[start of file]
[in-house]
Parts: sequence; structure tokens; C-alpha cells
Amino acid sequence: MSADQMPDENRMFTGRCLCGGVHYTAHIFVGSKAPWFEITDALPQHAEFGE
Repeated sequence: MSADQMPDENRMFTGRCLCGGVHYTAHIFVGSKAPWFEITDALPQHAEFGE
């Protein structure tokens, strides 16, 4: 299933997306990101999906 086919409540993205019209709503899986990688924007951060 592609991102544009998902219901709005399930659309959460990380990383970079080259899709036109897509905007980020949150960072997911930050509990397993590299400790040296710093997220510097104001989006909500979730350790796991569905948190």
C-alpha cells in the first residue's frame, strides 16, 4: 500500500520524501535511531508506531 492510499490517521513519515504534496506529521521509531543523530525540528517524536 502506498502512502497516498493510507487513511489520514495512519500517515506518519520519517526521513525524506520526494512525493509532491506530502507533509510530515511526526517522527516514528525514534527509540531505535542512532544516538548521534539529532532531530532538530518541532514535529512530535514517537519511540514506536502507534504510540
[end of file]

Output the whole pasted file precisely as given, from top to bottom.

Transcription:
[in-house]
Parts: sequence; structure tokens; C-alpha cells
Amino acid sequence: MSADQMPDENRMFTGRCLCGGVHYTAHIFVGSKAPWFEITDALPQHAEFGE
Repeated sequence: MSADQMPDENRMFTGRCLCGGVHYTAHIFVGSKAPWFEITDALPQHAEFGE
């Protein structure tokens, strides 16, 4: 299933997306990101999906 086919409540993205019209709503899986990688924007951060 592609991102544009998902219901709005399930659309959460990380990383970079080259899709036109897509905007980020949150960072997911930050509990397993590299400790040296710093997220510097104001989006909500979730350790796991569905948190």
C-alpha cells in the first residue's frame, strides 16, 4: 500500500520524501535511531508506531 492510499490517521513519515504534496506529521521509531543523530525540528517524536 502506498502512502497516498493510507487513511489520514495512519500517515506518519520519517526521513525524506520526494512525493509532491506530502507533509510530515511526526517522527516514528525514534527509540531505535542512532544516538548521534539529532532531530532538530518541532514535529512530535514517537519511540514506536502507534504510540